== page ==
"It's cool to see them, but it's not the right thing to do," said 10-year-old Zoey Lambe-Hommel.
Zoey, dressed in a killer whale costume, was one of the hundreds of people who gathered on Thursday to protest SeaWorld’s orca exhibit at a meeting of the California Coastal Commission.
"I want to protect the orcas. They're living animals, they're not pets," she told CNN.
It seems the commission agrees with her.
After listening to hours of speeches by both SeaWorld opponents and supporters, the state agency said that while it approved the company’s $100 million plan to double the size of its killer whale habitat, it was banning the breeding of captive orcas at their California facility.
"I can approve this project but only with conditions," said Dayna Bochno, one of the commissioners, per The Los Angeles Times. Bochno said captivity is harmful to the whales.
SeaWorld San Diego is currently home to 11 orcas, who are star attractions at the facility. Thanks to the no-breeding vote, these animals could be "the last 11 orcas there," PETA lawyer Jared Goodman told the Associated Press after Thursday’s meeting.
"No more orcas will be condemned to a nonlife of loneliness, deprivation and misery," the animal rights group added in a statement.
An estimated 650 SeaWorld supporters and critics gathered at the Coastal Commission hearing in Long Beach, reports CNN.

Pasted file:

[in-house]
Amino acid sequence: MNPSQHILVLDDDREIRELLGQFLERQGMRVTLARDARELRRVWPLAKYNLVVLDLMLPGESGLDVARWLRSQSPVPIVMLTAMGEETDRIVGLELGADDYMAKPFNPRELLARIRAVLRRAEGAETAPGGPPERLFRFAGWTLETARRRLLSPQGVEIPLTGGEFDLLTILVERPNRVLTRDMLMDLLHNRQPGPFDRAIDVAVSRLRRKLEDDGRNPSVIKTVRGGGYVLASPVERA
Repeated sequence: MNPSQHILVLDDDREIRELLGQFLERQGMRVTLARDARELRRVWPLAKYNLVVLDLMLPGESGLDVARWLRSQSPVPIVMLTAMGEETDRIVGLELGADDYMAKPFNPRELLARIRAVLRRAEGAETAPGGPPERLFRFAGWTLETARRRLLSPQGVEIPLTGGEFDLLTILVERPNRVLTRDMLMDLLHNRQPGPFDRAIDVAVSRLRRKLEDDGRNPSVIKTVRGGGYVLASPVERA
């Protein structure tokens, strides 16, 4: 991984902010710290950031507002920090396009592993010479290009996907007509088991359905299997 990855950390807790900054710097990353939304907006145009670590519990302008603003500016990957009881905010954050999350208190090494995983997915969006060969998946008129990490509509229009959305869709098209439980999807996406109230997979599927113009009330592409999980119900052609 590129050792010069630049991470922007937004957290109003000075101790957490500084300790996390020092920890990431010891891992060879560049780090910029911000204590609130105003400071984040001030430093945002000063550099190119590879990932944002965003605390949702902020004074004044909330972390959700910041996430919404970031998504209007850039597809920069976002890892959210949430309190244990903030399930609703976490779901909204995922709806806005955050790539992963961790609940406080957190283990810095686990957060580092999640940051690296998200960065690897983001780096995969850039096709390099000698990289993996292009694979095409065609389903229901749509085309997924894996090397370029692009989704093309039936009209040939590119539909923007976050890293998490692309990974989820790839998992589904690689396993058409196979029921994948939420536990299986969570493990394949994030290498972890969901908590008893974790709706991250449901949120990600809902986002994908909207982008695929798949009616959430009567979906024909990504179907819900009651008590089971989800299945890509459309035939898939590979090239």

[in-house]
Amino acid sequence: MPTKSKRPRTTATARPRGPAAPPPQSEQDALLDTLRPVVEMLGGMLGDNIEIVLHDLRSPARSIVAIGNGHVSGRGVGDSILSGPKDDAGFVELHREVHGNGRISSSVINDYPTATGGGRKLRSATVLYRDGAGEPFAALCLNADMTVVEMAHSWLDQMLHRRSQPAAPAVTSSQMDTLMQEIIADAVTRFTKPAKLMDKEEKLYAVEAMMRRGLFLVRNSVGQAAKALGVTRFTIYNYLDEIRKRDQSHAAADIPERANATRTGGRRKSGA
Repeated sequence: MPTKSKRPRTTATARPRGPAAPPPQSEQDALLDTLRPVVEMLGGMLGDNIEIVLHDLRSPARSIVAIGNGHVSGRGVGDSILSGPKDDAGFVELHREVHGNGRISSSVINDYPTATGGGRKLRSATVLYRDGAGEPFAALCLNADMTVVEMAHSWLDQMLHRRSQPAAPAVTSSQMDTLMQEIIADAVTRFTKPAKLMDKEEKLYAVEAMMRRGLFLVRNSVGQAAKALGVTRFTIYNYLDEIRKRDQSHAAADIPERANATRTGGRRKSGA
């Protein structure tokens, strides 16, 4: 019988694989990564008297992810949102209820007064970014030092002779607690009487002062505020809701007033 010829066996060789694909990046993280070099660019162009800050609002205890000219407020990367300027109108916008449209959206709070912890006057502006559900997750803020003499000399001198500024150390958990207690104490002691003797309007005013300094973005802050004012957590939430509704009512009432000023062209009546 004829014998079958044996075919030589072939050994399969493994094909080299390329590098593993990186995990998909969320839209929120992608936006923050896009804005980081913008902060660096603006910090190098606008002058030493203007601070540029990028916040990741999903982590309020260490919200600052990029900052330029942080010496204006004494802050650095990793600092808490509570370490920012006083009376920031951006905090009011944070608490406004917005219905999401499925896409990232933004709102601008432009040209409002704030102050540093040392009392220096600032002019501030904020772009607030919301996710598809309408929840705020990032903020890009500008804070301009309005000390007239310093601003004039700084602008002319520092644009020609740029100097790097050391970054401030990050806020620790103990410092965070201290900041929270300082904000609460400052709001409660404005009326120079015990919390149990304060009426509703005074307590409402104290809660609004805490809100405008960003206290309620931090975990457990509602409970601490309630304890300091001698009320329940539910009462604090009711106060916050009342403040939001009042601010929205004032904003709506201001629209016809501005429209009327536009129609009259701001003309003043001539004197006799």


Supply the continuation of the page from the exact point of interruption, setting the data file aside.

The company was seeking approval from the agency, which has authority over construction projects along California's coast, to build a "bigger, better home" for their orcas. It says it plans to expand the current orca habitat from a 5.8 million gallon pool to a 9.6 million gallon one for a new exhibit called "The Blue World."
SeaWorld San Diego President John Reilly said the issue was "a land use decision." Animal activists, however, urged the panel to consider the negative impact that captivity has on orcas.
"SeaWorld is a sea circus, and the orcas are its abused elephants," said PETA in a statement.
SeaWorld’s treatment of captive orcas has come under enhanced scrutiny since the release of the 2013 documentary “Blackfish,” which suggested that the stress of captivity can provoke violence in orcas.
SeaWorld insists, however, that its whales are neither stressed or depressed.
"We care for these animals as if they were family," veterinarian Hendrik Nollens told the panel on Thursday, per AP. "We have nothing but the whales' best interest at heart."
But the agency appeared to disagree.
"[Orcas] don't belong in captivity," said Commissioner Bochco.
The Coastal Commission said that SeaWorld San Diego could go ahead with their tank expansion plans, but they cannot populate their pools "with orcas caught in the wild and cannot use genetic material from wild orcas to breed killer wales in captivity," according to CNN.
Activists celebrated the decision, hailing it as the beginning of the end of killer whale captivity at the San Diego ocean park.
SeaWorld, however, lamented the vote.
"We are disappointed with the conditions that the California Coastal Commission placed on their approval of the Blue World Project and will carefully review and consider our options," the company said in a statement, according to the Orlando Sentinel. "Breeding is a natural, fundamental and important part of an animal’s life, and depriving a social animal of the right to reproduce is inhumane."
According to CNN, there are 56 orcas in captivity worldwide, with 24 of them under SeaWorld's care at its parks in San Diego, San Antonio and Orlando.
Earlier on HuffPost: